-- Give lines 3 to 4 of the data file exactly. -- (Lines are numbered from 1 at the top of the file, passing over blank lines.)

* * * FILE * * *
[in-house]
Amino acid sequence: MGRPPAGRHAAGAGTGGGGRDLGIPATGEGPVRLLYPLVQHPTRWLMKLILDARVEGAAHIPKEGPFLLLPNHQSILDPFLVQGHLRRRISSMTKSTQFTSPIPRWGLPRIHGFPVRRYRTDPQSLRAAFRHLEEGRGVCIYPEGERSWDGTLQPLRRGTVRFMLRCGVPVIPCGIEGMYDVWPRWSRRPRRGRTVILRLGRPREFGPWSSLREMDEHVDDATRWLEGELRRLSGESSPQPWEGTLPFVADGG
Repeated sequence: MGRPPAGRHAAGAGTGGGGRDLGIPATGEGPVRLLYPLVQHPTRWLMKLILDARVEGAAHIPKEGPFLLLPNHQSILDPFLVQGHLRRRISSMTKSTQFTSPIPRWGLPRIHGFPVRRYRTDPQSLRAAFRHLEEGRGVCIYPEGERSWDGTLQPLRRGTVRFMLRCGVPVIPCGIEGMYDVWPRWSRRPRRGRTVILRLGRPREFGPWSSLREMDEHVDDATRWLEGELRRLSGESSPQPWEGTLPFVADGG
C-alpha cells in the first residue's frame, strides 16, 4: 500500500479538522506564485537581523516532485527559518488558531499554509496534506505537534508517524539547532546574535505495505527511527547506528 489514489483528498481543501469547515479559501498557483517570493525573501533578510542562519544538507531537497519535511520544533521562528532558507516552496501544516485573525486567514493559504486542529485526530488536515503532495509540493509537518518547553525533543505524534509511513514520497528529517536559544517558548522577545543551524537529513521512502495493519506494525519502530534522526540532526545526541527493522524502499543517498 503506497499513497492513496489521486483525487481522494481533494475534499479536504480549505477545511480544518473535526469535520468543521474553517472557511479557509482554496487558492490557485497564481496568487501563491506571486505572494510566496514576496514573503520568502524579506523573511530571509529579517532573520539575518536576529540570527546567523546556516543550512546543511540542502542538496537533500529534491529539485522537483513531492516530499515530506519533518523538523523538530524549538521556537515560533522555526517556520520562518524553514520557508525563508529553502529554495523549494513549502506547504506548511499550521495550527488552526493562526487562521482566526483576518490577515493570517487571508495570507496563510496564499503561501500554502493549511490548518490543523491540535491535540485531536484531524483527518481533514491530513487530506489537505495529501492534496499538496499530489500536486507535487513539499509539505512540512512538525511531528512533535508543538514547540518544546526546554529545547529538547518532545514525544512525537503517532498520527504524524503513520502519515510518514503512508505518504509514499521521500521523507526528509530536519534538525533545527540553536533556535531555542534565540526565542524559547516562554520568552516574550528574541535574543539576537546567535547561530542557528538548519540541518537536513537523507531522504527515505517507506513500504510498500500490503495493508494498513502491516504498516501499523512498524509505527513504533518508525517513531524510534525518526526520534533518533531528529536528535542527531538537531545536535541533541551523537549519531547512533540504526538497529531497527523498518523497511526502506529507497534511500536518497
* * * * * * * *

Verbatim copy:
Repeated sequence: MGRPPAGRHAAGAGTGGGGRDLGIPATGEGPVRLLYPLVQHPTRWLMKLILDARVEGAAHIPKEGPFLLLPNHQSILDPFLVQGHLRRRISSMTKSTQFTSPIPRWGLPRIHGFPVRRYRTDPQSLRAAFRHLEEGRGVCIYPEGERSWDGTLQPLRRGTVRFMLRCGVPVIPCGIEGMYDVWPRWSRRPRRGRTVILRLGRPREFGPWSSLREMDEHVDDATRWLEGELRRLSGESSPQPWEGTLPFVADGG
C-alpha cells in the first residue's frame, strides 16, 4: 500500500479538522506564485537581523516532485527559518488558531499554509496534506505537534508517524539547532546574535505495505527511527547506528 489514489483528498481543501469547515479559501498557483517570493525573501533578510542562519544538507531537497519535511520544533521562528532558507516552496501544516485573525486567514493559504486542529485526530488536515503532495509540493509537518518547553525533543505524534509511513514520497528529517536559544517558548522577545543551524537529513521512502495493519506494525519502530534522526540532526545526541527493522524502499543517498 503506497499513497492513496489521486483525487481522494481533494475534499479536504480549505477545511480544518473535526469535520468543521474553517472557511479557509482554496487558492490557485497564481496568487501563491506571486505572494510566496514576496514573503520568502524579506523573511530571509529579517532573520539575518536576529540570527546567523546556516543550512546543511540542502542538496537533500529534491529539485522537483513531492516530499515530506519533518523538523523538530524549538521556537515560533522555526517556520520562518524553514520557508525563508529553502529554495523549494513549502506547504506548511499550521495550527488552526493562526487562521482566526483576518490577515493570517487571508495570507496563510496564499503561501500554502493549511490548518490543523491540535491535540485531536484531524483527518481533514491530513487530506489537505495529501492534496499538496499530489500536486507535487513539499509539505512540512512538525511531528512533535508543538514547540518544546526546554529545547529538547518532545514525544512525537503517532498520527504524524503513520502519515510518514503512508505518504509514499521521500521523507526528509530536519534538525533545527540553536533556535531555542534565540526565542524559547516562554520568552516574550528574541535574543539576537546567535547561530542557528538548519540541518537536513537523507531522504527515505517507506513500504510498500500490503495493508494498513502491516504498516501499523512498524509505527513504533518508525517513531524510534525518526526520534533518533531528529536528535542527531538537531545536535541533541551523537549519531547512533540504526538497529531497527523498518523497511526502506529507497534511500536518497